3. How does Viridiana seem to stray away from the “españoliatization of neorealism” after years of censorship and restrictive cinema?
    Because we typically think of Spanish cinema as only representing certain aspects of Italian neorealism as it began to permeate throughout the country, it is interesting to then look at a film like Viridiana, that manages to go beyond the “generic promiscuity” that marked Spanish neorealism (Povlovic, 87). One of the first scenes in the film that Buñuel so clearly places to critique Spanish Catholicism and the tradition of having a pure marriage is when Viridiana appears that she is going to be raped by a family member (which, of course, insinuates incest also). It is important for a number of reasons, however; firstly, we see a lot of this scene through the eyes of the servant’s daughter, who is consequently being stripped of her innocence after witnessing this erotic act, but we also understand the implications of Viridiana being unconscious as she is being harassed/assaulted. Before, this type of overt criticism would likely not have been allowed by Franco and a fascist government that was doing everything possible to manipulate the public perception of Spain by the rest of the world.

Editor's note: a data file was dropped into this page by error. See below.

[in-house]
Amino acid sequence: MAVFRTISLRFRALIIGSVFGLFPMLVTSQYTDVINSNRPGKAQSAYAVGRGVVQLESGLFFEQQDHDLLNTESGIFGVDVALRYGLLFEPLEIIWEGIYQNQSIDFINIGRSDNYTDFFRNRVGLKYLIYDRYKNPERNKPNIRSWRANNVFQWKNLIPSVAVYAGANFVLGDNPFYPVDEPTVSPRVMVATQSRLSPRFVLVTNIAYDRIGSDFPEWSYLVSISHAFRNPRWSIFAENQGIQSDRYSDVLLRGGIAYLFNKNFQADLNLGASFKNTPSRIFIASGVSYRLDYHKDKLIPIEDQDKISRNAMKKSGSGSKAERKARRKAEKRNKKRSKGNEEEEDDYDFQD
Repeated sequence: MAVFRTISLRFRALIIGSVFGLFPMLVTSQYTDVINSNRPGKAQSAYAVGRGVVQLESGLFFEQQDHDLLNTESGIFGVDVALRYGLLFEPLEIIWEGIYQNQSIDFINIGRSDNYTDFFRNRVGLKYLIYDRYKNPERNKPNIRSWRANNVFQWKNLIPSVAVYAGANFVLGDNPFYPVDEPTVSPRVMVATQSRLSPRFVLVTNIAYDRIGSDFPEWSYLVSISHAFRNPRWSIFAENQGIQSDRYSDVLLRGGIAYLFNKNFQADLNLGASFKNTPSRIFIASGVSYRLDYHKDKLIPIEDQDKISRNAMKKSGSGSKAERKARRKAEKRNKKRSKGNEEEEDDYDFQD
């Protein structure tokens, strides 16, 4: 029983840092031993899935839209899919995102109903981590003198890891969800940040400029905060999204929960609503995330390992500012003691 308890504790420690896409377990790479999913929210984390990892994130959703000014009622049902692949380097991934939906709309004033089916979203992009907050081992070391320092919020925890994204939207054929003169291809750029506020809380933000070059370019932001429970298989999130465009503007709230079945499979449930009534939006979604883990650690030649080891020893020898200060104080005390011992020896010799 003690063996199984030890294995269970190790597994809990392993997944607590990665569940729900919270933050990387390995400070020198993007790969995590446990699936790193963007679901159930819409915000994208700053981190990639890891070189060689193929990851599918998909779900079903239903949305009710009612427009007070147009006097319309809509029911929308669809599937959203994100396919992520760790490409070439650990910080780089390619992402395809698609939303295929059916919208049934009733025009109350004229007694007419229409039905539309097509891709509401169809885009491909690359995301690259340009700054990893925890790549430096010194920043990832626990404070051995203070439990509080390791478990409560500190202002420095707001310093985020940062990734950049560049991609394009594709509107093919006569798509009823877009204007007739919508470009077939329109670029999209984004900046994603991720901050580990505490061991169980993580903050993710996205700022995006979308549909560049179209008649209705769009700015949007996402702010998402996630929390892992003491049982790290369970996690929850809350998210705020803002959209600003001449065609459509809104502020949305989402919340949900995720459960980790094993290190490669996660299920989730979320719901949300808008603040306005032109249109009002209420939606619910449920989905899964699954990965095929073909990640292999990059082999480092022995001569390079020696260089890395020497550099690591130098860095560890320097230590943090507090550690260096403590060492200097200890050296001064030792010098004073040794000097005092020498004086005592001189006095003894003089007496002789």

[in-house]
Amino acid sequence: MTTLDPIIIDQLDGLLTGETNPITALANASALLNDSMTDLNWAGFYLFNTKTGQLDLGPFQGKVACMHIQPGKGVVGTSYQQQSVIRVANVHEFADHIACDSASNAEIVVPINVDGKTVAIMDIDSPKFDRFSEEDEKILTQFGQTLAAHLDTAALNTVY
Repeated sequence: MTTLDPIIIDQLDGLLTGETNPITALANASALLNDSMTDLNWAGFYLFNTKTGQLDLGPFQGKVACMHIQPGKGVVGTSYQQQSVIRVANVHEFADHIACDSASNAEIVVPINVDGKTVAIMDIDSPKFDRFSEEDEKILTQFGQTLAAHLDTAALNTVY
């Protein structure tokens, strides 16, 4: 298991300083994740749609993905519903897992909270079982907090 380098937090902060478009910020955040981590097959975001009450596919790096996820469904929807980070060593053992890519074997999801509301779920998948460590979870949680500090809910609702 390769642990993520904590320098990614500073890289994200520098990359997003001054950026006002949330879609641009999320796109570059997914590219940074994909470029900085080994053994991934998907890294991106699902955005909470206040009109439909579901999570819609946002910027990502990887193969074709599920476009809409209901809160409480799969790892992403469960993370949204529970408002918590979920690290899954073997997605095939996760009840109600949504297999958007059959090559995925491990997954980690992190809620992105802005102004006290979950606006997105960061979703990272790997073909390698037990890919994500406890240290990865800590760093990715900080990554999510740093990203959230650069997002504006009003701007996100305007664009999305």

Another fitting example is the appropriation of the Last Supper scene where we are met with the twelve beggars who exemplify selfish desire of the bourgeois class, while simultaneously, we see the most arguably erotic and raunchy act of sex between many of these people. Because the beggars performing all of these blasphemous acts in a house that was so generously offered to them by Viridiana is so crass and upsetting, it becomes clear why Jorge expels them after some time. We understand Jorge as a symbol of modernity and industrialization in some form; his and Viridiana’s idea of what the Uncle’s mansion should be used for differ so greatly, but because we know that Viridiana symbolizes the Catholic church, we know that Buñuel is trying to signify Spain’s release of such strong ties to the corrupt values of the church.